Asking someone their thoughts about the 49ers heading into 2016 is likely to net you a response that is largely rooted in their beliefs about Chip Kelly as a head coach and leader. After a shakeup in Philadelphia last offseason, even putting down thoughts on currently rostered players seems a daunting task. That being said, Chip Kelly the “GM” won’t be present in San Francisco, as ownership has relegated him to strictly coaching. While the 49ers have not been the poster child for neutral-to-positive media reports in recent years, there are already mumblings and reports out of the 49ers camp of unrest. It’s going to take a strong leader to right this ship, and while Kelly may not be the leader that some would like him to be, winning can go a long way in building trust.
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To say that 2015 was a down year for Colin Kaepernick would be putting it lightly. After a coming out party in 2012, he has struggled to improve as a passer, seeming to have a harder time taking the next step with each passing year. After a dismal start to the season, Kaepernick was benched so he could “take a breath”, and was then placed on season ending IR shortly thereafter. Rumors of partying, tiffs with teammates, and lack of focus clouded the air. A new regime thought to potentially be a spark of hope was quieted recently with indications that the quarterback wanted out of town. It’s much too early to speculate on what, if any, affect post season hiccups have on the following season, but this will be an interesting story to watch.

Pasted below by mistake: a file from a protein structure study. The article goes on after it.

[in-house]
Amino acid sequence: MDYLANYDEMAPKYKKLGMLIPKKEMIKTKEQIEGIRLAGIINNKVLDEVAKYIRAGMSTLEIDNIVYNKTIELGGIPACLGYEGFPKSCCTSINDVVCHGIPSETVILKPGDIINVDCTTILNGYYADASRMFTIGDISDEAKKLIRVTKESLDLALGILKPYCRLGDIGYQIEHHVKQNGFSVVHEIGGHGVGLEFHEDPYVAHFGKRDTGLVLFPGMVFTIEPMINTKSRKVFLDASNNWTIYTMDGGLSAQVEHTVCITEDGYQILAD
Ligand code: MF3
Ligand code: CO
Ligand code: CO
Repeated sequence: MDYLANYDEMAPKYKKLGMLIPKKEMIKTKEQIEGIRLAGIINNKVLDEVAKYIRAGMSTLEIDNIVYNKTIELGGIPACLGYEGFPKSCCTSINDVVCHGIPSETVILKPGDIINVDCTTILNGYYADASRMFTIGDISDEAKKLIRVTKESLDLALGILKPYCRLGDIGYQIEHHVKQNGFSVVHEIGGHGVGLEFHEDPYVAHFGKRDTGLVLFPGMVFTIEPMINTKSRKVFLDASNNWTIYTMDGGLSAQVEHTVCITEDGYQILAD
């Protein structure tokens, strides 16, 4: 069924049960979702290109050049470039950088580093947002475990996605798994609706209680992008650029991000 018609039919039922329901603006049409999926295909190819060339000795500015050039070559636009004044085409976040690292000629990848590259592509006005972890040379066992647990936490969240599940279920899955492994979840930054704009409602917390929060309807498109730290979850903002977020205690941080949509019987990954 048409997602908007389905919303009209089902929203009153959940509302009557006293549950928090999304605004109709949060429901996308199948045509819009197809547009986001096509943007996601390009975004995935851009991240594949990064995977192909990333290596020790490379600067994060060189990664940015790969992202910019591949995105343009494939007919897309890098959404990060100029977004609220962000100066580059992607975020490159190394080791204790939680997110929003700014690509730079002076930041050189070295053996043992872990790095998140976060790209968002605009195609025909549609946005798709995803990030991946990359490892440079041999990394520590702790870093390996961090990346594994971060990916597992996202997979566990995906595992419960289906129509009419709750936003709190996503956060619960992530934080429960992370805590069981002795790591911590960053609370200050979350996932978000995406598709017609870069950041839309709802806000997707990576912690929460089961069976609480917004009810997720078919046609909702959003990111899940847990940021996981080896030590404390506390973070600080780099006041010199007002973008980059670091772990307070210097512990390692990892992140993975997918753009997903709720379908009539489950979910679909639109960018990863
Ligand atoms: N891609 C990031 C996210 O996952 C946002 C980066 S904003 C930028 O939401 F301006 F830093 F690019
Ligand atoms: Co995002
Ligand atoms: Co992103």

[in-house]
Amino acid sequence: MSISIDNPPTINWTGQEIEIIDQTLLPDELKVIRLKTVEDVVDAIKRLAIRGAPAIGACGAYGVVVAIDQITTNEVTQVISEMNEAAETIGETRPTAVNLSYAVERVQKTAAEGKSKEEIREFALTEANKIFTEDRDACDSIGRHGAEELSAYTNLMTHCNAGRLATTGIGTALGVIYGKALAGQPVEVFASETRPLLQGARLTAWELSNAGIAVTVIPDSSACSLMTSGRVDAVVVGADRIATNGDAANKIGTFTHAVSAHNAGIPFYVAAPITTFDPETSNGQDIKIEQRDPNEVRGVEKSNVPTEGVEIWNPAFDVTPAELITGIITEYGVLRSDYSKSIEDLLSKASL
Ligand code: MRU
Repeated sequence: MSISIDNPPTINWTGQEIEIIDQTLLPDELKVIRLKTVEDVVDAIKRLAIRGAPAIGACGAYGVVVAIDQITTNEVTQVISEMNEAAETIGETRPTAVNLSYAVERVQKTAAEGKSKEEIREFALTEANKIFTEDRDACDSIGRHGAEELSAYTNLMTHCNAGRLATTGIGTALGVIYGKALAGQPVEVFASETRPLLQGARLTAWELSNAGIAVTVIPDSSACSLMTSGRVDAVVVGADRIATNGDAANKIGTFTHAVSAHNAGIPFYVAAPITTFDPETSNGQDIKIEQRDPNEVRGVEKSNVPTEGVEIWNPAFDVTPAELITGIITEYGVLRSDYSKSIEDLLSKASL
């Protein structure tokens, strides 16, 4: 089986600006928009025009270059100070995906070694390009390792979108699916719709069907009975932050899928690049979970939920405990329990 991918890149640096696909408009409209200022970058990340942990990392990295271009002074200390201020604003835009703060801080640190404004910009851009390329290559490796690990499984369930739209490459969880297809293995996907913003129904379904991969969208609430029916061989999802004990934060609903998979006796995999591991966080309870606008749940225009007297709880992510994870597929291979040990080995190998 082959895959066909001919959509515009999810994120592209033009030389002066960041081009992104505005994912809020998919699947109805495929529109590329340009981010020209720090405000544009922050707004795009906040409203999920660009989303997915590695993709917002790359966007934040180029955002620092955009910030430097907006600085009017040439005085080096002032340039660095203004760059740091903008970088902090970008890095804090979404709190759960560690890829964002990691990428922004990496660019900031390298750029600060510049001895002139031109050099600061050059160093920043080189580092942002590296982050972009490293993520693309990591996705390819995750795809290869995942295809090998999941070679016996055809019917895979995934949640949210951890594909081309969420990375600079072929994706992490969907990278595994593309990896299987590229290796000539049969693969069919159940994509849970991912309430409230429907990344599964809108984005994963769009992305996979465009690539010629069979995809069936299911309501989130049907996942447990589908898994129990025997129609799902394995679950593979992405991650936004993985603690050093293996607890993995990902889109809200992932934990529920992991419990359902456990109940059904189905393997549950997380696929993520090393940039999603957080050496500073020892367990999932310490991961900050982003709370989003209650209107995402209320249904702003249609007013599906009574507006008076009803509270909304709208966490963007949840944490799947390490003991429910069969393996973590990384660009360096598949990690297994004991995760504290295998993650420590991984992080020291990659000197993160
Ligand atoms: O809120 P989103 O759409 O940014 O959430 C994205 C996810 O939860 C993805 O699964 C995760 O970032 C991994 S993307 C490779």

Ranking 32nd in yards per attempt and 30th in completion percentage reveals what many already know. Kaepernick has struggled mightily with accuracy and vision. The continued struggles of the offensive line (bottom feeders in both rush and pass protection) coupled with Kaepernick’s tendency to hold the ball and try to do too much on the ground have haunted him the last three seasons. In 2014 he finished 2nd in sacks, and had the 2015 season played out, he would have taken the cake in a landslide.
Simply put, this team needs a leader to get the offensive line struggles fixed and give Kaepernick an opportunity to grow his confidence in the system. It may be beyond a comfortable level for the signal caller to continue with the 49ers, but we will know in the next few months what direction this team is headed.
Having failed to see starting action since 2013, Blaine Gabbert had an opportunity to prove himself as a legitimate threat when Kaepernick was placed on IR. While his completion percentage was better than Kaepernick’s best year, Gabbert’s inability to protect the football caused nearly as many turnovers as touchdowns, and his sack rate was on par with Kaepernick’s. Gabbert has difficulty reading coverages, and suffers similar issues with accuracy and vision.